Nearly everyone knows someone who has formed an LLC at some point in their lives. Maybe it was your cousin who sold a bunch of fun t-shirts that one summer. Maybe it is your friend who started up her own wine painting party company. Whatever the reason, forming an LLC can be helpful for small business owners.
But, like most things, forming an LLC isn’t for everyone. We’re going to take a quick look at some of the pros and cons of forming an LLC.
First thing first, what exactly is an LLC?
A limited liability company, or an LLC, is the specific form of a private limited company. It’s business structure combines the tax advantages and flexibility of a partnership while also providing the liability protection of a corporation. An LLC can have one or many “members” also known as owners. There are more than two million LLCs in the United States, according to the IRS in 2014.
If you decide to form your business as an LLC, you do have some pros, which include:
Limited Liability: This may be one of the first pros that comes to mind. An LLC makes it so that the members, or owners, aren’t personally liable for the actions of the company. An owner’s personal assets are protected.
Tax Help: An LLC is a pass-through entity, unless otherwise stated, which allows the profits from the LLC to go directly to the members without being taxed by the government on the company level. Instead, the profits are taxed on the members’ federal income returns. This allows an LLC to simplify their taxes and also helps if your business loses money.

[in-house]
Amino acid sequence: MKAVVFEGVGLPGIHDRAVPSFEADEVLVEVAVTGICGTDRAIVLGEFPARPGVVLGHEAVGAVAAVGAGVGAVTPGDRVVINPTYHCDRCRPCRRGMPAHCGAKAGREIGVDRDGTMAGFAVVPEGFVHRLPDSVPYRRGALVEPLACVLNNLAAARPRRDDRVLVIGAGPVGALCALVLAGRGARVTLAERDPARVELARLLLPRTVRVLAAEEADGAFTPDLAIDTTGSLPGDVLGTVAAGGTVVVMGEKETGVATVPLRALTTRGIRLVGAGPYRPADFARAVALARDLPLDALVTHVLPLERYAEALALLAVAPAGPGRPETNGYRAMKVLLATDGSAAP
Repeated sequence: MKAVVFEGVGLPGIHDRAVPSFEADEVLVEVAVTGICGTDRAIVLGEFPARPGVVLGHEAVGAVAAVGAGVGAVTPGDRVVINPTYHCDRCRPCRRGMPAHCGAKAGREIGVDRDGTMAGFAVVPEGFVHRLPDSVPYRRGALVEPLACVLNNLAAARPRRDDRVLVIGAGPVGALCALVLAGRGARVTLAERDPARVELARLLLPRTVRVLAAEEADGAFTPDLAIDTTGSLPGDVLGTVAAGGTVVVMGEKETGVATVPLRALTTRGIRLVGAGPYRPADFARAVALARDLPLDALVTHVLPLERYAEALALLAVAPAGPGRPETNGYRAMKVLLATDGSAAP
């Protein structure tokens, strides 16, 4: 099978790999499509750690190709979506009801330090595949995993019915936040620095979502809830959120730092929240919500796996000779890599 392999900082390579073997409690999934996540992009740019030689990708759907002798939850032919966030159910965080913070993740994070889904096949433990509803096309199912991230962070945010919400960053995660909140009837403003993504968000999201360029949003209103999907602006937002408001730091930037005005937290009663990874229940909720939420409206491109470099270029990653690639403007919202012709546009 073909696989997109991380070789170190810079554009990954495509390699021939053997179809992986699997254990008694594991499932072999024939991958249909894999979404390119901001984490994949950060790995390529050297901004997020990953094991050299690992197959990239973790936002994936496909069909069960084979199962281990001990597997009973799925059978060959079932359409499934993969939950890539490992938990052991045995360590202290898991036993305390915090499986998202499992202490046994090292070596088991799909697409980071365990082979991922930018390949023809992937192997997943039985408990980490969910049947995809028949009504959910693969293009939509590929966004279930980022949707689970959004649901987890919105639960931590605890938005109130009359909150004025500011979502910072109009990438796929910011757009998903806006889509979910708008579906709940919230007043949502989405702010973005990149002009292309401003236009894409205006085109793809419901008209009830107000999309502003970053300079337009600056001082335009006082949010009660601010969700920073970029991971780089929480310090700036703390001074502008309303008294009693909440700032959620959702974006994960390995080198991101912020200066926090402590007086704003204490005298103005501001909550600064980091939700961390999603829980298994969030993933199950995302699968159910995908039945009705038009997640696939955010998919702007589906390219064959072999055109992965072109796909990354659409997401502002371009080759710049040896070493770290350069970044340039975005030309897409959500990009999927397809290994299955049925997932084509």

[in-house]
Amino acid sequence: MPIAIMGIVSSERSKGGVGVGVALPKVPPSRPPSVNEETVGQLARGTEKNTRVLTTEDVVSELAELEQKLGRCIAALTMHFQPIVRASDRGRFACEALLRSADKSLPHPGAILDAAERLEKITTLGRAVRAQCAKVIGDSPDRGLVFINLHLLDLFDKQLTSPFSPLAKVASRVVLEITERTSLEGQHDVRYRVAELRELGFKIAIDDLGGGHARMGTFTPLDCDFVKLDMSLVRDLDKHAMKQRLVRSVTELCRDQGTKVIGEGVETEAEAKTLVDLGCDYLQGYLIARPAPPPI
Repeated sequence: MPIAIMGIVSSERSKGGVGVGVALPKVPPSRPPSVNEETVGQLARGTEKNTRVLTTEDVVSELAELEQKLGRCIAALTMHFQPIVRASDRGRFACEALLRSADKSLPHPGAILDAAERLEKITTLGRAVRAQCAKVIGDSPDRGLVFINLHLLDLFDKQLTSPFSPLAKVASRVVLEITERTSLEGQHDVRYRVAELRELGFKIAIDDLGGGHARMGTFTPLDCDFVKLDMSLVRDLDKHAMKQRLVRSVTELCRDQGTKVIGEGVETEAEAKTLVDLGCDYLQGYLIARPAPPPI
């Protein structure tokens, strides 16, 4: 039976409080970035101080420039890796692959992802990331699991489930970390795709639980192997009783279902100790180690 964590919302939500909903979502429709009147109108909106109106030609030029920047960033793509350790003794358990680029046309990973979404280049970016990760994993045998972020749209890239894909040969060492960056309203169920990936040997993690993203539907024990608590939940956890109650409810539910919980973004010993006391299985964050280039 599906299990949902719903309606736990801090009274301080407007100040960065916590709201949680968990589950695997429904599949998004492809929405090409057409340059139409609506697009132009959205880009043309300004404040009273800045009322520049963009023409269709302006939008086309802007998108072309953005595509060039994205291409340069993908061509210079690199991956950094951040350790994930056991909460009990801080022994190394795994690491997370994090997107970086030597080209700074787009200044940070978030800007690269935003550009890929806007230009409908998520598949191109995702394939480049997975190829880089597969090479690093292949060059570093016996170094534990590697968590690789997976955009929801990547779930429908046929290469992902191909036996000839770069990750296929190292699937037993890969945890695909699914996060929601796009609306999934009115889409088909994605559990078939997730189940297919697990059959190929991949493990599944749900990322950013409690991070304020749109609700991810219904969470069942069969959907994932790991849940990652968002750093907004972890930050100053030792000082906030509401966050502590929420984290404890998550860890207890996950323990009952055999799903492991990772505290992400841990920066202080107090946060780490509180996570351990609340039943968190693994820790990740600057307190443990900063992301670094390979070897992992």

Ease of Use: Starting up an LLC is simple and can even be done online with minimal paperwork. Fees vary from state to state.
There are some cons when starting up an LLC that you’ll also want to be aware of before you go ahead and start one up.
Limitations: While LLCs do protect owners, they can still be found liable if they don’t clearly separate business and personal transactions.
Self-Employment Tax: The IRS looks at LLCs as partnerships when it comes to taxes. This means that the LLC members, or owners, need to personally pay for their Social Security and Medicare taxes. If you choose to form your LLC as an S Corporation, however, the owners and those who work for the company will pay Social Security and Medicare taxes only on their actual compensation from the LLC.
Multiple Member Issues: In some states, if a member leaves the LLC then it must be dissolved and a new LLC must be started up from scratch. Just something to keep in mind.
Of course, this is a very simplistic look at starting an LLC. If it is something that you’re interested in, we advise you do research and talk to professionals who have worked with LLCs on a regular basis.
While we are familiar with the tax provisions of the issues presented herein, as Financial Advisors of RJFS, we are not qualified to render advice on tax or legal matters. You should discuss tax or legal matters with the appropriate professional.